One of his main points was symmetry. The other was windows. I am including a few pictures of Great Oaks to show these features. Note the front view. From the center of the front doors see how each side is symmetrical with the other. If you look at the floor plans, draw a line down the center, you will notice, except for minor points, the north and south sides mirror each other. Now look at the window and door trim. We have no interior pictures of the window trim because of the drapes.

Now, we ask why was such a sophisticated home built in this rural area at such a time? I have noted in previous articles that Hamilton Bryan administered his father's estate (Elijah) from 1852 to 1873 and his reports to the county judge are in the court house. I have just spent most of two days there doing research. We need to know the Bryans were quite sophisticated and travelled a great deal. They were college educated. I just found a letter from the Patapsco Female Institute in Ellicott City Md. acknowledging payment for Elizabeth's (Lizzie) tuition. (copy attached)

Patapsco Female Institute
Ellicott City, Md., Post Office,
Feby 22d, 1868
H. E. Bryan Esq
Dear Sir – I have received this day – Draft of John W. Anderson Sons & Co Savannah Ga on Gilman Son & Co New York for Five hundred dollars ($500=) which we have placed to your Credit for Expenses of your Sister (Miss E.J. Bryan) in School – Academic year 1864=68
Respectfully & truly
Your St
N. C. Brooks
Secy Patap Inst

I have been trying to find the name of the architect, but have not been successful. I' m sure he was highly qualified, obviously a student of Palladio. This type design could have been a request of Hamilton. I expect we may never know the answers to the questions, but I know we have a rare jewel. I believe if this information is sent abroad by the TDC it will bring in many students of history and architecture and will cast a new light on our area.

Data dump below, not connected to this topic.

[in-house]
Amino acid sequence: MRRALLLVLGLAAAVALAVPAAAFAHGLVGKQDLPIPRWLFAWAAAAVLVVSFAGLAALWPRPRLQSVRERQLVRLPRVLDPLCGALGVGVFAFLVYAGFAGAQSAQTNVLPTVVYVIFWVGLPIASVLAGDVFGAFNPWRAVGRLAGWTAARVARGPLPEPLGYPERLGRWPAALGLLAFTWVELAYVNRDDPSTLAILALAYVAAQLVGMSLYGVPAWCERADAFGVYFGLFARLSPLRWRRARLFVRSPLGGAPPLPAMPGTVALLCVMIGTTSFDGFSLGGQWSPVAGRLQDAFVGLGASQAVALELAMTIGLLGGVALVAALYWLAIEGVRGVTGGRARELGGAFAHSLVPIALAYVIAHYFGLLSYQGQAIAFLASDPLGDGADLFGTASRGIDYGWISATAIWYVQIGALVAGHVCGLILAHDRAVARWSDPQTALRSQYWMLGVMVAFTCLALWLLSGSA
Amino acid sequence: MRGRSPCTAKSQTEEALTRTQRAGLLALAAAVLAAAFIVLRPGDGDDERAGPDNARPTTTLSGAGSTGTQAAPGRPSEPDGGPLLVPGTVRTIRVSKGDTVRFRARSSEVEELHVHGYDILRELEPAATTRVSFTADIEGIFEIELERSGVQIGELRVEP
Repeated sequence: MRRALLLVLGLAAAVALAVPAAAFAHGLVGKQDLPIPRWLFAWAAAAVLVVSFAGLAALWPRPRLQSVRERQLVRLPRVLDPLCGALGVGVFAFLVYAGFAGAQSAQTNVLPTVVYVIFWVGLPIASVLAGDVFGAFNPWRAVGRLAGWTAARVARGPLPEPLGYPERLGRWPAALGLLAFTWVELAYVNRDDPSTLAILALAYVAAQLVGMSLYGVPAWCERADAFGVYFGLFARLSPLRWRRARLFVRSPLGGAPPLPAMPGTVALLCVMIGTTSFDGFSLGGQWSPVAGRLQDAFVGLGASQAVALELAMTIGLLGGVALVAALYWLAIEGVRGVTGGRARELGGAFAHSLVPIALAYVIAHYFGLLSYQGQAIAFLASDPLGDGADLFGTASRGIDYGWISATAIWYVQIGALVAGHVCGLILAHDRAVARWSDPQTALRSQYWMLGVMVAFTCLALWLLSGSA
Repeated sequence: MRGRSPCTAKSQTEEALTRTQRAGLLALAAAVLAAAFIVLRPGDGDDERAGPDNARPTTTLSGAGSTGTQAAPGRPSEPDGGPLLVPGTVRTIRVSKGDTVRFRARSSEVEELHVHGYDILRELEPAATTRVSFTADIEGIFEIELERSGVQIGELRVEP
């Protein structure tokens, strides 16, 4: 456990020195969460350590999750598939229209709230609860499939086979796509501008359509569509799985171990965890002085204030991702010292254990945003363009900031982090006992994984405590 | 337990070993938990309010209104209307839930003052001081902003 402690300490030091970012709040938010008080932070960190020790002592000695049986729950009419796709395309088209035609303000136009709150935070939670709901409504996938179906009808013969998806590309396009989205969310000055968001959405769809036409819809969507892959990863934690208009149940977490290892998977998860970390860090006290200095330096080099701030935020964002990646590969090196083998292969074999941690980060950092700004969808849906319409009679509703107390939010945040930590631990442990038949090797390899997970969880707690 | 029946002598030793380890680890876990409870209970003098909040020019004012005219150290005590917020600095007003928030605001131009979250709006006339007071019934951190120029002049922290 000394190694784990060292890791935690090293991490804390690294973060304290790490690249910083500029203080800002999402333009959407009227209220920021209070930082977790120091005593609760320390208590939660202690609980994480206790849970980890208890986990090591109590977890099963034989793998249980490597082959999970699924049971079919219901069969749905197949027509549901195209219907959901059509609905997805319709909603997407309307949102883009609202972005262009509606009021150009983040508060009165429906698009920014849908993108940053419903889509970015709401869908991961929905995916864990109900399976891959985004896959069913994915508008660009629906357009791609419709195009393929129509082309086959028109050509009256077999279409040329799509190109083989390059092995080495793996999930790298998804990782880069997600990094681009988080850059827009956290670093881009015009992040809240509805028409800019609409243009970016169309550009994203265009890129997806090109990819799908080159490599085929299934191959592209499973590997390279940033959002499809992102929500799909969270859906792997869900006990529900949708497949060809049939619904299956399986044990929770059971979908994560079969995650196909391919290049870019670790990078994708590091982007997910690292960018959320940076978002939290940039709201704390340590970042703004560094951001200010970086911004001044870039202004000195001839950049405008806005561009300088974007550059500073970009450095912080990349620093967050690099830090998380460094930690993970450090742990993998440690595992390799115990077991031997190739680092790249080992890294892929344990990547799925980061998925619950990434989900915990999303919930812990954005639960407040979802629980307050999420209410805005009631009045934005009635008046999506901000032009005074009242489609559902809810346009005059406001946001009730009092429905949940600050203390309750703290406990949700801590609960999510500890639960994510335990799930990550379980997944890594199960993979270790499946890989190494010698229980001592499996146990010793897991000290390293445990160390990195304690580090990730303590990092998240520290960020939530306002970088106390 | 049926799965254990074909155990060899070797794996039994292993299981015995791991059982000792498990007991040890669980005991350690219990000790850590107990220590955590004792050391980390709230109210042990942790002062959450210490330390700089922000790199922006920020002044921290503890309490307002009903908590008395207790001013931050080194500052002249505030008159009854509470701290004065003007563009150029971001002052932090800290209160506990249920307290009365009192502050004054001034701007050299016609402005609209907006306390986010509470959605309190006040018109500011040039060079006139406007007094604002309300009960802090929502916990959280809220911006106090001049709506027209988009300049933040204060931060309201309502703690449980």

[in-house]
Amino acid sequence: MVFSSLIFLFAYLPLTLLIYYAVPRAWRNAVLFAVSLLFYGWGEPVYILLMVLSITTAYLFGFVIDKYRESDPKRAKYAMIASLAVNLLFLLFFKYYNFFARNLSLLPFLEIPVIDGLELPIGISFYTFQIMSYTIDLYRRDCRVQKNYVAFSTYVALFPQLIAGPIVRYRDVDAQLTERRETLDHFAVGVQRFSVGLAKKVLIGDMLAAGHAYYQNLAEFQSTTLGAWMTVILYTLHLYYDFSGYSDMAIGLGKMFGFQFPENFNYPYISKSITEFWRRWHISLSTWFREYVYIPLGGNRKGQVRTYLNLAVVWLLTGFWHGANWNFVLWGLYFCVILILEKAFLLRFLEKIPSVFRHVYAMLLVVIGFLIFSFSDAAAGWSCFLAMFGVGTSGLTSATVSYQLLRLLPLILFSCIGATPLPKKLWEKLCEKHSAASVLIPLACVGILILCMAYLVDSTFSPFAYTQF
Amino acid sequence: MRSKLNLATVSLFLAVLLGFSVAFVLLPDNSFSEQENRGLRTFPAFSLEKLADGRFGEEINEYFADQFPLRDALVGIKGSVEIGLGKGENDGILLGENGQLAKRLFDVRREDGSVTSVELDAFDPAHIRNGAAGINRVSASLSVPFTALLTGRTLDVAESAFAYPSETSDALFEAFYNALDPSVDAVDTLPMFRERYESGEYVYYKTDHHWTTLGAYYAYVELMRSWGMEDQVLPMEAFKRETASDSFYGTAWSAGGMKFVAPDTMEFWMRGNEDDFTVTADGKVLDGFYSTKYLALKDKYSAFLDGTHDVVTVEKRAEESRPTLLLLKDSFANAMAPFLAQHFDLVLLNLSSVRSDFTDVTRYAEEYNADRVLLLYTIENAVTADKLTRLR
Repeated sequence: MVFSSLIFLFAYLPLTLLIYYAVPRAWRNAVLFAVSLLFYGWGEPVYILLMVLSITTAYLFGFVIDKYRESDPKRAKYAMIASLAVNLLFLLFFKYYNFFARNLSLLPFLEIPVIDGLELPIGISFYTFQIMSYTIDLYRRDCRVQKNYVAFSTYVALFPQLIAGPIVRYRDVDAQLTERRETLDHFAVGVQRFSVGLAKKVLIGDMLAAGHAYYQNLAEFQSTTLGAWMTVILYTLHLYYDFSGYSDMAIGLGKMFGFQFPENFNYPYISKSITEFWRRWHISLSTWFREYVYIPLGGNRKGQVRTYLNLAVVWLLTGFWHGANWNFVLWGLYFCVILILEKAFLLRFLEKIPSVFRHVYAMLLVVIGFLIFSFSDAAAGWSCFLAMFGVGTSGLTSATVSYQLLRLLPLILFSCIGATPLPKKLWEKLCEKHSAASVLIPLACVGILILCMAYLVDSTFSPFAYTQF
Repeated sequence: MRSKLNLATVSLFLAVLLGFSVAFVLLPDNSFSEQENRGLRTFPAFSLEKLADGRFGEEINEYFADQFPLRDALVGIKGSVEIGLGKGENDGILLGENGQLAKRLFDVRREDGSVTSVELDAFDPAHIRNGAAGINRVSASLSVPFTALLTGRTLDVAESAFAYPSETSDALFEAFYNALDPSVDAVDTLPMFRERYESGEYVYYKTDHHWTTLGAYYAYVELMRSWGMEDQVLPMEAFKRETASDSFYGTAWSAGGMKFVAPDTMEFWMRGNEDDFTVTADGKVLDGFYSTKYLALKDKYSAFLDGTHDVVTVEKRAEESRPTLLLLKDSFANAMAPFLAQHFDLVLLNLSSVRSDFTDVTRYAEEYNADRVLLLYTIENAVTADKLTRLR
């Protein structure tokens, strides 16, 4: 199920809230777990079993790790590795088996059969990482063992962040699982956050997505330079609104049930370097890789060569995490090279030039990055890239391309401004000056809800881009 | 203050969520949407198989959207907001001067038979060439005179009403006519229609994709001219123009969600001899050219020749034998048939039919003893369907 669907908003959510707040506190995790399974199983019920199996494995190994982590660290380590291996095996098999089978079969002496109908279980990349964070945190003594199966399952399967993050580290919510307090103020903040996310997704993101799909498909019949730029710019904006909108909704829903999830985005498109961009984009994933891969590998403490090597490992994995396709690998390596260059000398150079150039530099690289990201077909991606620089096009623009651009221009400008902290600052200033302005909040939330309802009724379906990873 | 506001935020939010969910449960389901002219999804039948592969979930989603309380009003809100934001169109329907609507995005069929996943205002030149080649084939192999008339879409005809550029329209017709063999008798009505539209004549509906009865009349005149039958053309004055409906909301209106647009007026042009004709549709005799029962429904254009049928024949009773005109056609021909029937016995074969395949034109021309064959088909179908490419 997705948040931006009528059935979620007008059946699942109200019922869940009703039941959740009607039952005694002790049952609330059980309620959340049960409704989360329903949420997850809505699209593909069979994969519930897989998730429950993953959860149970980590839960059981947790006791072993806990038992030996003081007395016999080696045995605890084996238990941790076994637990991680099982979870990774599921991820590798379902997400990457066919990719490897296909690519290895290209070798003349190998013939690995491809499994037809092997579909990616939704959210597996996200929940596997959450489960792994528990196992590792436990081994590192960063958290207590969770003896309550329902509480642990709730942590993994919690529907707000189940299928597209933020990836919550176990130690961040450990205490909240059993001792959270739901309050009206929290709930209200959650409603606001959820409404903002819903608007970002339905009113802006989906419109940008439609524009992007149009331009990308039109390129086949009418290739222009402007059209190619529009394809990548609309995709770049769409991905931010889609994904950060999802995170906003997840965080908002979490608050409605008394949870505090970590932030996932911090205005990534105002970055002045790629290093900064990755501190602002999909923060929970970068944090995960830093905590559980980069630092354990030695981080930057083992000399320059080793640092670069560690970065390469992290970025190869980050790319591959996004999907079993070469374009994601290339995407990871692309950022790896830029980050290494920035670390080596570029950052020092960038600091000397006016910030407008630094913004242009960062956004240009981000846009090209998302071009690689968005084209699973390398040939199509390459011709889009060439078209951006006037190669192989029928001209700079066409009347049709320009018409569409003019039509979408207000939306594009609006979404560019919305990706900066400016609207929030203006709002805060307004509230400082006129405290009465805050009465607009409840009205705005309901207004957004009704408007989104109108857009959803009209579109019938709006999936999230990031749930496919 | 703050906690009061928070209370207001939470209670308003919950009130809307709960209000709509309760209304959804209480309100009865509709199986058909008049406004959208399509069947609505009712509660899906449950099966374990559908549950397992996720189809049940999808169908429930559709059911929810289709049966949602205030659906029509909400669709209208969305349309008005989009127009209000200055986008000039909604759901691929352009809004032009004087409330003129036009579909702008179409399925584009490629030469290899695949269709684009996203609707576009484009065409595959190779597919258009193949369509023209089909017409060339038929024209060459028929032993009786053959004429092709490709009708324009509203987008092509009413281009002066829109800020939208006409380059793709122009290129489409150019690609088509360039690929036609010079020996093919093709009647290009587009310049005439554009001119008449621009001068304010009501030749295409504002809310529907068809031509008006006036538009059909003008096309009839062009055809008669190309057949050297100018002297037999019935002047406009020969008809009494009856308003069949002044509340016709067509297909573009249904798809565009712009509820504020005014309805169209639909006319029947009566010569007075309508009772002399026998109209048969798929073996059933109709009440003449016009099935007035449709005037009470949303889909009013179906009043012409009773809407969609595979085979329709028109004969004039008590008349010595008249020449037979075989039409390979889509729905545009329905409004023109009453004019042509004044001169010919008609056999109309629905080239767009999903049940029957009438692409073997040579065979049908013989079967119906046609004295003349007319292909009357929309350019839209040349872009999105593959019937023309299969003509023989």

I expect to continue study on this and may have a follow up article later.

   

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September 23 2010

On a cool, crisp morning in December of 1861, eight-year-old Lizzie Bryan awoke from her first night's sleep in her new home to the sounds of trace chains jangling, a wagon creaking, and Mingo speaking to the team of mules. She dressed in front of the warm fire one of the house servants had built. Peering out the back window she saw smoke coming from the kitchen chimney. Aunt Polly was cooking breakfast. Once downstairs she hurried out on the front porch to see what was happening. Standing dwarfed by one of the towering Doric columns, she watched the men taking oak saplings off the wagon and planting them in a row along the dirt road. Will they all live to some day become a row of great oaks, she wondered? A jangling bell interrupted her thoughts, and she ran into the dining room to join her family for a breakfast of ham, eggs, biscuits, gravy, grits and coffee.